Use as an online dating service[edit]

The Couchsurfing policies state "Don’t contact other members for dating, or use the site to find sexual partners. We will consider this harassment".[24] Nevertheless, the site been described by some members as an online dating service.[25][26][27] There are several stories of people meeting their spouses via the website.[better source needed]


Conception (1999-2004)[edit]

Couchsurfing was conceived by computer programmer Casey Fenton in 1999, when he was 25 years old.[1][28][29][30] The idea arose after Fenton found a cheap flight from Boston to Iceland but did not have a place to stay and did not want to stay in a "boring" hotel.[29] Fenton hacked into a university database and randomly e-mailed 1,500 students from the University of Iceland asking if he could stay with them. He ultimately received 50-100 lodging offers.[28] On the return flight to Boston, he came up with the idea to create the website. He registered the domain name on 13 June 1999.[28][31]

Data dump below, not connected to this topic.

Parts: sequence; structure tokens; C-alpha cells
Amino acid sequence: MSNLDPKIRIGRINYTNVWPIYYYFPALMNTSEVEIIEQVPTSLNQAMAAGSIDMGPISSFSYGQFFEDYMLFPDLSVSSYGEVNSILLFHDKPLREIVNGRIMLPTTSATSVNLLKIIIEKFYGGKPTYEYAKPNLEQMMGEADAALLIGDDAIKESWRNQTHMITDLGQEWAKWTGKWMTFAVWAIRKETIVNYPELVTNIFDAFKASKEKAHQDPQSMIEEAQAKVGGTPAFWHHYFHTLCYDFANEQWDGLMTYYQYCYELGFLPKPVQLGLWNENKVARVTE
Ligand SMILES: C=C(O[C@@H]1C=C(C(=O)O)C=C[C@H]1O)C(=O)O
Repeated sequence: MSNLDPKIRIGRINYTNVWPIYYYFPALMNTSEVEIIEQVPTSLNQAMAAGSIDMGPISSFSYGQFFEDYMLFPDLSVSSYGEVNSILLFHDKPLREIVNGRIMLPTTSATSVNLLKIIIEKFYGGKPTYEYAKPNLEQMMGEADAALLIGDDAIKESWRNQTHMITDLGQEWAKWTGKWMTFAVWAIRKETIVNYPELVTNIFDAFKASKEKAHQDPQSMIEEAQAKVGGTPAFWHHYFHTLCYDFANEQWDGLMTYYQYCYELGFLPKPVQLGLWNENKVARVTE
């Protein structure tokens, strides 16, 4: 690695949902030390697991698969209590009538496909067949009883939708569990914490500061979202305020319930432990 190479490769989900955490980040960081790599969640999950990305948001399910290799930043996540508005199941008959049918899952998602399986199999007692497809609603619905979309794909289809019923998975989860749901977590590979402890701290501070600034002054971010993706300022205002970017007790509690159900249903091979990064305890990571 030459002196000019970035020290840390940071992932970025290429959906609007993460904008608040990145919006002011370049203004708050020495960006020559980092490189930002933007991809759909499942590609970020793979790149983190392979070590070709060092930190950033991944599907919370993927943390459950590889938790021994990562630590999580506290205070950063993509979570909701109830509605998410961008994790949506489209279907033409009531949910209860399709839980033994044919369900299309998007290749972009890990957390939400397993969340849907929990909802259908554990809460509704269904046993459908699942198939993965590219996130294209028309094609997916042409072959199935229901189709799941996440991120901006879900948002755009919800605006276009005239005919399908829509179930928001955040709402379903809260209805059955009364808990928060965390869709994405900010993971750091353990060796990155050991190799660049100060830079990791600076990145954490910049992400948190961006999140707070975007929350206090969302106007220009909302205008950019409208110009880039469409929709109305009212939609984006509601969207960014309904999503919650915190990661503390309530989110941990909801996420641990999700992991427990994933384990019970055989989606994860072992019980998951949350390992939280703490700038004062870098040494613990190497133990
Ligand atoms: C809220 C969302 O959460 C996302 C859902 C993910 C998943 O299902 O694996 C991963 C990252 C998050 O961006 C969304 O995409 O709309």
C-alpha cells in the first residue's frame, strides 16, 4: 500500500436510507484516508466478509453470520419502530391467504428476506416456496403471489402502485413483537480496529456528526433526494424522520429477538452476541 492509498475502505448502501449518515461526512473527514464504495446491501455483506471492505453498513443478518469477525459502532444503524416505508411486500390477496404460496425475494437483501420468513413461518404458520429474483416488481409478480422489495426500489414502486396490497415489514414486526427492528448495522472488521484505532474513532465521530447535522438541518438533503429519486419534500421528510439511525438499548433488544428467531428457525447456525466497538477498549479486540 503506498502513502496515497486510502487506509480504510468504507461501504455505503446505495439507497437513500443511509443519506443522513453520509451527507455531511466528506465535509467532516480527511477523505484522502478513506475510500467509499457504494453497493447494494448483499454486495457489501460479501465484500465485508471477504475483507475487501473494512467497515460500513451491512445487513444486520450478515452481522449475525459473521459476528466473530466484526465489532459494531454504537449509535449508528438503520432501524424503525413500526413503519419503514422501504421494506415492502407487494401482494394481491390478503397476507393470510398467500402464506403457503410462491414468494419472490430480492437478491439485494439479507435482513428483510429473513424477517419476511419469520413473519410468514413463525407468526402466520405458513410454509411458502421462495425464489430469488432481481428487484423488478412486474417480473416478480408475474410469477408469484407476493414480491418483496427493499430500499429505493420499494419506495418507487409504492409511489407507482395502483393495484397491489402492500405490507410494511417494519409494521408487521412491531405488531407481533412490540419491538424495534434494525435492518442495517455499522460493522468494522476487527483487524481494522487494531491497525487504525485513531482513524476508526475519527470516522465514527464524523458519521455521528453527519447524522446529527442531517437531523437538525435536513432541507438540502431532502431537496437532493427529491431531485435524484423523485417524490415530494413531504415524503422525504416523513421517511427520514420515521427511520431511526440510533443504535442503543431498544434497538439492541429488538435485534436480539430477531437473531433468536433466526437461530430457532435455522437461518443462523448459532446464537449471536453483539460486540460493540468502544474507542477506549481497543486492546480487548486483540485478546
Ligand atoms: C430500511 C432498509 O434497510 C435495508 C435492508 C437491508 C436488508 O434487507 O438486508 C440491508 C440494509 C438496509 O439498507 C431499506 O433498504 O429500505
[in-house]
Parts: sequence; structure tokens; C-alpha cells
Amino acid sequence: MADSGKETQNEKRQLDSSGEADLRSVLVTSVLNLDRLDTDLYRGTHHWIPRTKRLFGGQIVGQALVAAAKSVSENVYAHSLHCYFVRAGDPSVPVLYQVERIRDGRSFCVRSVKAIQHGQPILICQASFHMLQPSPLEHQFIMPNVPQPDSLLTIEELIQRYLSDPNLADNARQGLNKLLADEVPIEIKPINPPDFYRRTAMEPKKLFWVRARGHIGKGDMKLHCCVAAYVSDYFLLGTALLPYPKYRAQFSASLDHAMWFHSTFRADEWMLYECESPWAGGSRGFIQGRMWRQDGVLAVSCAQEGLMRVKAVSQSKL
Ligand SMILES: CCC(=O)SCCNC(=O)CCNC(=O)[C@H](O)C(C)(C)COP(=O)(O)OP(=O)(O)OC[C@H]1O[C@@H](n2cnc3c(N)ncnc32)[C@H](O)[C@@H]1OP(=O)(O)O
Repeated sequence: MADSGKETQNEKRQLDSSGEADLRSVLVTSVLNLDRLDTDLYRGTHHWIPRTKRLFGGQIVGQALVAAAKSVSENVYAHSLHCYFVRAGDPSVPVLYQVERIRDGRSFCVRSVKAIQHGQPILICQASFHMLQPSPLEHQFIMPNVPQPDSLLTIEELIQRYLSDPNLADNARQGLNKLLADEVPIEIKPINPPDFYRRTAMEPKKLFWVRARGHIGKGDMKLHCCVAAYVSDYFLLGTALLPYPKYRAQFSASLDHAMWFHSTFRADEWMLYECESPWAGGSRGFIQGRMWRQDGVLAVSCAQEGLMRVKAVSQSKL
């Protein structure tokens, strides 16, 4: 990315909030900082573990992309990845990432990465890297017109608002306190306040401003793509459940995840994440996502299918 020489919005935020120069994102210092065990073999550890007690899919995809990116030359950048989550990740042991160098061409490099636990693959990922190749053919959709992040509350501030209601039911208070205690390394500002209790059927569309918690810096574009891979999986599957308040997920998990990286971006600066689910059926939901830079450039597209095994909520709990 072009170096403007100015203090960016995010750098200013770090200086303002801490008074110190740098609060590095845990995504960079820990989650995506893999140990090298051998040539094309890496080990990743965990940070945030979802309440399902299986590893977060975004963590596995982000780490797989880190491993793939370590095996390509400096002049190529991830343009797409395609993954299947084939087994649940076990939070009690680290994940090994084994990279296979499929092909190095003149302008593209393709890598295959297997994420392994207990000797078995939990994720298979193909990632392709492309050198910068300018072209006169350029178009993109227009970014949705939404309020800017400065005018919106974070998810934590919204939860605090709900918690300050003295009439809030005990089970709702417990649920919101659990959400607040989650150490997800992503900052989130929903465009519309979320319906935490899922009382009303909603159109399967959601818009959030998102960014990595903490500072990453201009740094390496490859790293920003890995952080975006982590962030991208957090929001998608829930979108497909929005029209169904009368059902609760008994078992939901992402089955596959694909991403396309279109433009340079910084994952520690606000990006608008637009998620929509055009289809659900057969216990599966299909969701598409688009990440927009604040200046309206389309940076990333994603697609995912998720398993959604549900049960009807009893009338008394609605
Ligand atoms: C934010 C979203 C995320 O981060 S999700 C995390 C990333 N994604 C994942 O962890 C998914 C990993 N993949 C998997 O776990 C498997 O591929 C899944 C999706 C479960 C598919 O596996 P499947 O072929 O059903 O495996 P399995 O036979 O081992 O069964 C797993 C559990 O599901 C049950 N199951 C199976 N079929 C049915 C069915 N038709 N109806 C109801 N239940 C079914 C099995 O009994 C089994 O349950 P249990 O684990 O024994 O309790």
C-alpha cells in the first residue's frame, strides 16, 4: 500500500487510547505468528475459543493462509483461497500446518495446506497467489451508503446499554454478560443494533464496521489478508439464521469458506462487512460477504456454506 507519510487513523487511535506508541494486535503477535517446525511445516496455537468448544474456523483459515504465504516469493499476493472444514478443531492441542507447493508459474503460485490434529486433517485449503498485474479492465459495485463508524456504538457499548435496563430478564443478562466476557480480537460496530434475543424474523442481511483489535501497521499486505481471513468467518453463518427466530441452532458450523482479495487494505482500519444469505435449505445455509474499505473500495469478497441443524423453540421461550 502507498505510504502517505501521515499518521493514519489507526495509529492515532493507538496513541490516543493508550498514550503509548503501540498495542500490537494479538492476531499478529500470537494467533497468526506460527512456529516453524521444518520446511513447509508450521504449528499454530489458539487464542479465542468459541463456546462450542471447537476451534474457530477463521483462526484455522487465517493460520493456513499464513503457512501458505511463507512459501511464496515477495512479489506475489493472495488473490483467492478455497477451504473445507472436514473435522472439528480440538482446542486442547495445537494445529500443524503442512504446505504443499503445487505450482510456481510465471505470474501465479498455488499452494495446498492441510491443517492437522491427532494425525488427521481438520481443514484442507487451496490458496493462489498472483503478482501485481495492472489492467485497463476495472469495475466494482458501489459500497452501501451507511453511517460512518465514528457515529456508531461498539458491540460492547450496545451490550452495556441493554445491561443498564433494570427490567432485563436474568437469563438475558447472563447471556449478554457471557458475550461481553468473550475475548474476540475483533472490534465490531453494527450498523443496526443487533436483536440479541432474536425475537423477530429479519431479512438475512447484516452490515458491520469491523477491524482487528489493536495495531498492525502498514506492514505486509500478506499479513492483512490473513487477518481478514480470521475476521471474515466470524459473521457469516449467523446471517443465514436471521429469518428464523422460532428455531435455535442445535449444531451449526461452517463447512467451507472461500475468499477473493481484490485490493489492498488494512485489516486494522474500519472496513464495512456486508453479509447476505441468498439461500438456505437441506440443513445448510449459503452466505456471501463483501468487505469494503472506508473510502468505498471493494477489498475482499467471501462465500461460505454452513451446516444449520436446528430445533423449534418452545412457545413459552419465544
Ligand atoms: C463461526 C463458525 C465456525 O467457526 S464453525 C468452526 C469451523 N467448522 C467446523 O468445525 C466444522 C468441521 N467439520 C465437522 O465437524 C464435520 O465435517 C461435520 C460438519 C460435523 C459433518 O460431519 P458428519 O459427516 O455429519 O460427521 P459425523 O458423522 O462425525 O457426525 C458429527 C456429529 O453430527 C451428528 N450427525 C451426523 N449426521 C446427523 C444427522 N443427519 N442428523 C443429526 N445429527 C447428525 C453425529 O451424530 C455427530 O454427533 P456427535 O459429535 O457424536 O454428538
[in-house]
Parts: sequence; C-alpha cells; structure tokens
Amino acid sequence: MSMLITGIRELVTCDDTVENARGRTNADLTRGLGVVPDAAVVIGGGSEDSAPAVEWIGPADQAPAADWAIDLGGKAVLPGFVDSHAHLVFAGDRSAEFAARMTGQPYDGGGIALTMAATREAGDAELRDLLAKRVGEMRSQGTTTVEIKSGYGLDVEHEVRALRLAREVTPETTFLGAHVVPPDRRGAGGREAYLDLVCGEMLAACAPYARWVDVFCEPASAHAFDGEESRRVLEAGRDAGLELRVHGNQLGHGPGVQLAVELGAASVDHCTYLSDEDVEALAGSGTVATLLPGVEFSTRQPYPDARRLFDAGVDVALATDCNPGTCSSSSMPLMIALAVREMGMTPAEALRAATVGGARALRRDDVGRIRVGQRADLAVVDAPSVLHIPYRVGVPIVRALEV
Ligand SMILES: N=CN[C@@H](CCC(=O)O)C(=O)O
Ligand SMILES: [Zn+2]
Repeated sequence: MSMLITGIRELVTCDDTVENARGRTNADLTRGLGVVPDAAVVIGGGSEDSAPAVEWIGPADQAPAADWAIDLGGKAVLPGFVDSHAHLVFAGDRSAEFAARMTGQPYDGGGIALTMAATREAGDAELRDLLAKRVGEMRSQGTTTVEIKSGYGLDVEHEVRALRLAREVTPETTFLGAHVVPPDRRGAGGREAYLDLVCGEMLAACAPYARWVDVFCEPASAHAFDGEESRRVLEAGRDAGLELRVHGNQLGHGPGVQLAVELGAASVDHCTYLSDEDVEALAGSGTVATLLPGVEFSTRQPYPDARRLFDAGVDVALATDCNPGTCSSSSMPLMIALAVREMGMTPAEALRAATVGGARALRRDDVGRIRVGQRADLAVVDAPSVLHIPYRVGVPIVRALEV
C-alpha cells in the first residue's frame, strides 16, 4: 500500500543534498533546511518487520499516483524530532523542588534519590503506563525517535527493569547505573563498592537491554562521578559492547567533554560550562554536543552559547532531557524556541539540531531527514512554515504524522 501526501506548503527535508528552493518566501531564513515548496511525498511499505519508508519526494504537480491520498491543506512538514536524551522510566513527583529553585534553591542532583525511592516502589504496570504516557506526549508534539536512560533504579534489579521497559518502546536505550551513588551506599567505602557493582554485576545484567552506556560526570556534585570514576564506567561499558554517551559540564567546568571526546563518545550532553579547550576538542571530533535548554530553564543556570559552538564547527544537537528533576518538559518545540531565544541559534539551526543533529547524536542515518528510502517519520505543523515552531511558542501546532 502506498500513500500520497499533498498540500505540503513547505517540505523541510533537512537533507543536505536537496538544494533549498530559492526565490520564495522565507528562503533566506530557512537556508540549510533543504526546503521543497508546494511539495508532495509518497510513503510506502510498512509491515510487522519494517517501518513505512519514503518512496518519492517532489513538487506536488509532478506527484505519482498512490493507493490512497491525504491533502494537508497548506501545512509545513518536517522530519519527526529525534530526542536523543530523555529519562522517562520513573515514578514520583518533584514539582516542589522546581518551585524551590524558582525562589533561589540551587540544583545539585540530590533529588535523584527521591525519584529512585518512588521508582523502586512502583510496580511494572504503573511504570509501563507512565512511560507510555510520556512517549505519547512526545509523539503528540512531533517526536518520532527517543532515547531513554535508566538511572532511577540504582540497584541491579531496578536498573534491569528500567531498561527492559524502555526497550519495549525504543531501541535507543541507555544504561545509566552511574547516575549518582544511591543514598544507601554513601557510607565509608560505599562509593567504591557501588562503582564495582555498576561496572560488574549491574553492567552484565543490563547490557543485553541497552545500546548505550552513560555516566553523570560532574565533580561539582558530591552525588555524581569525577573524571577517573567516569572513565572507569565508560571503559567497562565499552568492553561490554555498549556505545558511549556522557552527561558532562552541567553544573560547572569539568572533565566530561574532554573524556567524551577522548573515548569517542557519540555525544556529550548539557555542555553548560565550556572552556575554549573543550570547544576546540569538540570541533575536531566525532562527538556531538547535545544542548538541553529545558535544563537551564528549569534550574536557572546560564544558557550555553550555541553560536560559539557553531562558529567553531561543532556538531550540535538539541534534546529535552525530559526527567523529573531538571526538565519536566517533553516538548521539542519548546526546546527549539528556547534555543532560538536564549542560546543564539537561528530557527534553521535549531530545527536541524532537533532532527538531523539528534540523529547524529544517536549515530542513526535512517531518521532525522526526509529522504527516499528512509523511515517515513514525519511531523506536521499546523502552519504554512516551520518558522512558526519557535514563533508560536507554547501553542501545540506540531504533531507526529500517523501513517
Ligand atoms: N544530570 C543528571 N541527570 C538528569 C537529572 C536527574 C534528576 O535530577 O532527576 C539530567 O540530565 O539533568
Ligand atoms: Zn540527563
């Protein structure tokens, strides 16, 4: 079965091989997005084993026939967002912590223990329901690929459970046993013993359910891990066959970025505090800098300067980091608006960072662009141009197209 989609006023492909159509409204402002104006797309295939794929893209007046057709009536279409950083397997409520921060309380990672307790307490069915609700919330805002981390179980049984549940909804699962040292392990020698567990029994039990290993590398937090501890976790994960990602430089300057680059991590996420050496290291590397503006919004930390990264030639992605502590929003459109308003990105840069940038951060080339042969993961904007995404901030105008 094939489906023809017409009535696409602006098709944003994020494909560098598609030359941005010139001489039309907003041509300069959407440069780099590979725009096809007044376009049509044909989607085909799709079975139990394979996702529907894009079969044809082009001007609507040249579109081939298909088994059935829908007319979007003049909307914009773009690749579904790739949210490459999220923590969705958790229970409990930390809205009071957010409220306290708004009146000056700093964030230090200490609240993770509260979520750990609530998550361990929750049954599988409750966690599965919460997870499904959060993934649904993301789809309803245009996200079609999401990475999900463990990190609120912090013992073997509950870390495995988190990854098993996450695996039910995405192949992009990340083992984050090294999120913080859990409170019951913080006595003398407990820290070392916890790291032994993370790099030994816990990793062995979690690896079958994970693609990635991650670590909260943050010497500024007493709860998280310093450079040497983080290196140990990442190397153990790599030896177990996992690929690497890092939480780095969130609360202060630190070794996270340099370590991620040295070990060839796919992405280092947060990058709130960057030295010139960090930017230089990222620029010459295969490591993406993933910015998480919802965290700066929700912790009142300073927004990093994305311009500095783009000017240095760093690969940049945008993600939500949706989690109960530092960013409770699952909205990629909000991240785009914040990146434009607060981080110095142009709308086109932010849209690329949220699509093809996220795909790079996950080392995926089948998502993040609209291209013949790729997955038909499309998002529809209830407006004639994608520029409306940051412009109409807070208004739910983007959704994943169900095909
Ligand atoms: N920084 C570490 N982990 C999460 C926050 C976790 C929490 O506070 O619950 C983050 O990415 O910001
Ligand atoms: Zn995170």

Couchsurfing International Inc. was formed on 2 April 2003 as a non-profit corporation in the state of New Hampshire.[2]

The website was launched on June 12, 2004[28] with the cooperation of Dan Hoffer, Sebastien Le Tuan, and Leonardo Silveira.[30] The company now encourages the celebration of "International Couchsurfing Day" every year on its June 12 anniversary date.[3]

Couchsurfing collectives (2006-2011)[edit]